You Will Soon Be Able To Taste a Lab-Grown Ribeye Steak
Cell-based meat cultivation is on its way.
The Israeli company Aleph Farms has just unveiled its lab-grown bio-printed slaughter-free fat-marbled ribeye steak. The steak is grown from living cow cells and then incubated to grow, differentiate, and interact in order to acquire the texture and qualities of a real steak. The company claims that it has "the ability to produce any type of steak and plans to expand its portfolio of quality meat products." In The Washington Post, Aleph's chief executive Didier Toubia said that the company plans to begin selling its meats in the second half of 2022. He said that the lab-grown meats would initially be sold as a premium product, but predicted that in five years cultured meats would cost the same as conventional meats.
Aleph's news follows upon San Francisco-based Just Eat, Inc.'s announcement in December that its cultured chicken nuggets have been approved by Singapore's food safety agency and are already being sold in restaurants. Numerous other startups are pursuing the production of cultured meats including Israel-based Future Meat Technologies and Dutch companies Meatable and Mosa Meat, and U.S.-based Memphis Meats.
While Singapore's regulators have been quick to approve a cultured meat product, the U.S. Food and Drug Administration (FDA) and the Department of Agriculture are still in the process of figuring out how they want to regulate lab-grown meats. Let's hope that the FDA will move more swiftly toward approving safe cultured meats than the 24 years it took to approve the sale of salmon genetically enhanced to grow faster.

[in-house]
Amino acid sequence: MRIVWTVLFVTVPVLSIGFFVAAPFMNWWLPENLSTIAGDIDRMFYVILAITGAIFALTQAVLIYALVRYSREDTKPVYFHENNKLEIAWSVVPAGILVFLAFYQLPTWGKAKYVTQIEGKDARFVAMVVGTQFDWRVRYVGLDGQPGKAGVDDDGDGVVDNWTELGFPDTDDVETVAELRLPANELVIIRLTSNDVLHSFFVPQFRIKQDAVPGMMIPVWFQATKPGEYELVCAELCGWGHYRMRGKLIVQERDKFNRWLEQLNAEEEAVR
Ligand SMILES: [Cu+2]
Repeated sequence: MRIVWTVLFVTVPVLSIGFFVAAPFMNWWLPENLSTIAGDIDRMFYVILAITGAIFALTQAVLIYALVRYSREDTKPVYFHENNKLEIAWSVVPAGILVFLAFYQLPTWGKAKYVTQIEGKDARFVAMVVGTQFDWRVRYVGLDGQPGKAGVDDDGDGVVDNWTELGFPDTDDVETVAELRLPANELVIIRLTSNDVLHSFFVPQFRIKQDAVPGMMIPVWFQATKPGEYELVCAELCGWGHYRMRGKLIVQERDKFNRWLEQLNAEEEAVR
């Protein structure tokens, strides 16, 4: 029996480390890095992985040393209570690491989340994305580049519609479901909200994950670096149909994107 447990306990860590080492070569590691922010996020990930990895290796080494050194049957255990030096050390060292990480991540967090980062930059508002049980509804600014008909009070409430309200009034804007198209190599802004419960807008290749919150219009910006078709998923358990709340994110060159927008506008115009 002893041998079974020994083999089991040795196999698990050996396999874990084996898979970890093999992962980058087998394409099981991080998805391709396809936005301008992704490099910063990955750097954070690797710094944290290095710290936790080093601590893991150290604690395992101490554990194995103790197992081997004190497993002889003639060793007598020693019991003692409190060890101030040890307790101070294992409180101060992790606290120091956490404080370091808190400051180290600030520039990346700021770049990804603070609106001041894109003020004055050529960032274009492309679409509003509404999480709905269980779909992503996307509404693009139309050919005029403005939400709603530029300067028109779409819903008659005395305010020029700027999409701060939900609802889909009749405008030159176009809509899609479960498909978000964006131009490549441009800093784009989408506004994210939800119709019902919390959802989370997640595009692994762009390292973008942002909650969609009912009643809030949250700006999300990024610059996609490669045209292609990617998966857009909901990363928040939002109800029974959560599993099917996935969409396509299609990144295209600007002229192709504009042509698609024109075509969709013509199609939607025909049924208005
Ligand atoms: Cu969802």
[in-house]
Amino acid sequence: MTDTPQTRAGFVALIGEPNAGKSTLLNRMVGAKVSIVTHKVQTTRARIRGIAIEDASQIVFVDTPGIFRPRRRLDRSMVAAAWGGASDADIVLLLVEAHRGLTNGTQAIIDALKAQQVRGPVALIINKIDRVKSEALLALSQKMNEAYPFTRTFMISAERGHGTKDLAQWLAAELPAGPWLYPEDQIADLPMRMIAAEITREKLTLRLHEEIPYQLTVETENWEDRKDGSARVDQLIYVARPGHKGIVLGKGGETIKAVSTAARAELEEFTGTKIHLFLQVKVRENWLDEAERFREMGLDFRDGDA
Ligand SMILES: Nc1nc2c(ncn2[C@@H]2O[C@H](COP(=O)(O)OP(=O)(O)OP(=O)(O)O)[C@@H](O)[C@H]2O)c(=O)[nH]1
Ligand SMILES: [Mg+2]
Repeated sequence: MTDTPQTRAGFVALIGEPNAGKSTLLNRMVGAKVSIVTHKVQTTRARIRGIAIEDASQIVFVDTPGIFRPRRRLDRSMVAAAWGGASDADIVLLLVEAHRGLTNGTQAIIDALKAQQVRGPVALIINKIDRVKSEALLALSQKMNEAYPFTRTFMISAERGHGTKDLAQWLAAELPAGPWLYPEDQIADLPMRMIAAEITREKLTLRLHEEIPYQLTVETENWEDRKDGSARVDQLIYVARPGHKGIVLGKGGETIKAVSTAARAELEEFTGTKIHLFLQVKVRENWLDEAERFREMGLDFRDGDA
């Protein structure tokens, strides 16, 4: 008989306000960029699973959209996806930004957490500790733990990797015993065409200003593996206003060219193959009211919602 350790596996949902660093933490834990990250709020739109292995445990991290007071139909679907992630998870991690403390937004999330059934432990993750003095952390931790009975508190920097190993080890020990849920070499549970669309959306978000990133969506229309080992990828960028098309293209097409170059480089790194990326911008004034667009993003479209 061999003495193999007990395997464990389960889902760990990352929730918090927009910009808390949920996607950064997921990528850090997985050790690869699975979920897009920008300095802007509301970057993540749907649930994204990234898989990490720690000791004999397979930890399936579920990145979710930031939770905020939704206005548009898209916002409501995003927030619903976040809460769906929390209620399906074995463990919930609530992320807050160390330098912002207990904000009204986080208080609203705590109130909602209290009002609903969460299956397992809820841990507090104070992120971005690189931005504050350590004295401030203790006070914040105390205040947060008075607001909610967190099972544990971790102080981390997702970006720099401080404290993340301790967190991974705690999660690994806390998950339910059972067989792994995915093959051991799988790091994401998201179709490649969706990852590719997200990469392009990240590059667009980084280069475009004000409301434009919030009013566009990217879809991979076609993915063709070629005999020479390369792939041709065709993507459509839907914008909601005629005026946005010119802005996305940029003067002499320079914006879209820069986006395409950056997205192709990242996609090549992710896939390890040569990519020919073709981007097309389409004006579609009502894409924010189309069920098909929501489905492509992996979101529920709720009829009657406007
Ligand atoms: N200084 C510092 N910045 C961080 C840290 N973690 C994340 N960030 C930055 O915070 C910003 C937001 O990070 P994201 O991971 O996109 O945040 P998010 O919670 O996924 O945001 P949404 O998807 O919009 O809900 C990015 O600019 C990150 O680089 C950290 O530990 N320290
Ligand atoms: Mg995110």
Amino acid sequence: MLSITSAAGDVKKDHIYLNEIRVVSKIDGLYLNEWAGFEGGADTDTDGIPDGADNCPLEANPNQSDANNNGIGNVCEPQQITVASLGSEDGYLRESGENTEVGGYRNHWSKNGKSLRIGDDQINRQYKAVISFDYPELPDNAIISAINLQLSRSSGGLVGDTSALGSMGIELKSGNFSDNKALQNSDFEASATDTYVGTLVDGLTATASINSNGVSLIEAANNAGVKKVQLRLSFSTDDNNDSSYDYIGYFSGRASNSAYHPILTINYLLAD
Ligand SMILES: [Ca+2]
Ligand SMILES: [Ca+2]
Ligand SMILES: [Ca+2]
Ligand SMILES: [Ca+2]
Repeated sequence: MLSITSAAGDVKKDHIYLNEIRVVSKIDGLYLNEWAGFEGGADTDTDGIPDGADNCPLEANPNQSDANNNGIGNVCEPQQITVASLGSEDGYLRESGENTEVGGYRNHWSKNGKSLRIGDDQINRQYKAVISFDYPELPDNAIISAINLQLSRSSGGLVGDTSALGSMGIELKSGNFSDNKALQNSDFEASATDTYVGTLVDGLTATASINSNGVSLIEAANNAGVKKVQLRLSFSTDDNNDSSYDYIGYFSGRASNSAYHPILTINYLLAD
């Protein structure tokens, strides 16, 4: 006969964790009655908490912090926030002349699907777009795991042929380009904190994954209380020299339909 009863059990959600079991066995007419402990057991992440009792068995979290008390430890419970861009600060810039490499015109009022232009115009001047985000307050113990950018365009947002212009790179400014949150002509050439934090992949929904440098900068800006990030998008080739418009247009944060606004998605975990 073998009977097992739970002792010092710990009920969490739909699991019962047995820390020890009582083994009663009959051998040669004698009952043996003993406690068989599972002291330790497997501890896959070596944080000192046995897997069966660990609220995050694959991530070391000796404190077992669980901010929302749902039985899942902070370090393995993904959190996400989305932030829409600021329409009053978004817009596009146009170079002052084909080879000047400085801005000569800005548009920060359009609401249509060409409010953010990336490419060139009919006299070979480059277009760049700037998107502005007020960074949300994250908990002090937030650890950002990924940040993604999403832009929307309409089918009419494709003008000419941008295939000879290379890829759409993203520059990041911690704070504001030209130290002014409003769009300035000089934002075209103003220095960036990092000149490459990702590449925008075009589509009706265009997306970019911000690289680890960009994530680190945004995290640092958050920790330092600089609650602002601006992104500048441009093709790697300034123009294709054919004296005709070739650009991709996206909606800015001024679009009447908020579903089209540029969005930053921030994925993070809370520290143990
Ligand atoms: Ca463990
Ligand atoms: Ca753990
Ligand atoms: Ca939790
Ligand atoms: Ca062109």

A switch to cultured meats and milk could have big benefits for the natural world. Currently, about half of the world's habitable land is devoted to agriculture and 77 percent of that is used to raise livestock and produce milk. Although controversial, one preliminary estimate suggests that producing cultured meats cuts energy use by 7–45 percent, greenhouse gas emissions by 78–96 percent, land use by 99 percent, and water use by 82–96 percent. The end of farming could be in sight as real factories replace factory farming.